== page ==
German researchers need more data before they can decide whether the hepatitis drug combo sofosbuvir/velpatasvir (Epclusa/Gilead Sciences) is better than earlier antivirals for all genotypes of hepatitis C virus.
German researchers looking for proof of the effectiveness of the drug combo sofosbuvir/velpatasvir (Epclusa/Gilead Sciences) found the studies submitted by the manufacturer proved it offered “a hint of added benefit” in only two of 10 subindications.
Their findings are in a report from the German Institute for Quality and Efficiency in Health Care.
The direct-acting antiviral combination got US Food and Drug Administration approval in June 2016 as the “first all-oral, pan-genotypic, single table regimen for the treatment of adults with genotype 1 to 6 chronic hepatitis C virus (HCV) infection."
Patients should be without cirrhosis or with compensated cirrhosis. It can also be taken in combination with ribavirin for patients who have decompensated cirrhosis.
In Germany, the drug was approved in July. The German Institute for Quality and Efficiency in Health Care then sought to see whether the combo has an added benefit for patients.
They looked at gentotypes one through six and the status of liver disease.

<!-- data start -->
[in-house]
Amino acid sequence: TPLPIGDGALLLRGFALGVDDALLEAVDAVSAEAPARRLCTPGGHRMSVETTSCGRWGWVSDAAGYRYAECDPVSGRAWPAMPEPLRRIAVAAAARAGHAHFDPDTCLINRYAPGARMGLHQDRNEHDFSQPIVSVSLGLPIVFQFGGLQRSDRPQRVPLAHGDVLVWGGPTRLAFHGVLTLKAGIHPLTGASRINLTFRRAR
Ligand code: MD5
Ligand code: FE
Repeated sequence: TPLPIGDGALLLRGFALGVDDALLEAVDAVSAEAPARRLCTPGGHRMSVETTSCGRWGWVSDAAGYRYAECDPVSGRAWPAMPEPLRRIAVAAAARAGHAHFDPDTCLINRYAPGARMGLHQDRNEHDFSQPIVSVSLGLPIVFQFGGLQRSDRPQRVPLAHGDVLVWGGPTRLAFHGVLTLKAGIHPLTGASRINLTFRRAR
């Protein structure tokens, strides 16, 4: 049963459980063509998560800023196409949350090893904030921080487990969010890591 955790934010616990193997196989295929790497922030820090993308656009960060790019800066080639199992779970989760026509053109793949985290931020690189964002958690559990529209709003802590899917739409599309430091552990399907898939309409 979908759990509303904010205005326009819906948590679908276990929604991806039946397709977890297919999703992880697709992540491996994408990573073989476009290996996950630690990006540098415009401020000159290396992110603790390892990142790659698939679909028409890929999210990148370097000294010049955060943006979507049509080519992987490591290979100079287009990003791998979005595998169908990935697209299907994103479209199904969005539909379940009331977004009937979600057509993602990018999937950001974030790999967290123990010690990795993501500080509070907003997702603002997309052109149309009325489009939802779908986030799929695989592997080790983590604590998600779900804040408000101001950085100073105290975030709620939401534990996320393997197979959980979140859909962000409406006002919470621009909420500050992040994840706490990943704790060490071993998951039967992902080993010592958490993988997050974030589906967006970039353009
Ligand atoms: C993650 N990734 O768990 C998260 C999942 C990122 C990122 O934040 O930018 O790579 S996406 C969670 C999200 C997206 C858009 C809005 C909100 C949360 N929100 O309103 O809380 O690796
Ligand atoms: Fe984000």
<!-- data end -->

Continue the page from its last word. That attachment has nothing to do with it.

They found “considerable added benefit” in patients with genotype 2, a “hint of non-quantifiable added benefit” in genotype 3.
In patients with HCV genotype 2, there was a slight improvement in morbidity for men taking the combination product but not in women.
Both sexes had lessened fatigue and psychiatric disorders, the researchers found.
In patients with HCV gentotype 3, the new drug did better in sustained virologic response and “hints of lesser harm” in that there were fewer reports of adverse events.
But “no conclusions were possible for other outcomes.”
The researchers said the drug manufacturer had not submitted enough data for the institute to assess whether Epclusa for genotype 1 infections and for patients without cirrhosis with genotype 4.
“For the remaining four subindications, the manufacturer submitted data on the new drug combination but not on the corresponding appropriate comparator therapies,” so the researchers could not determine whether Epclusa was better than earlier DAAs.
“Overall an added benefit of sofosbuvir/velpatasvir in comparison with the appropriate comparator therapies is not proven for eight of ten subindications,” they concluded, “There is a hint of an added benefit in two subindications.”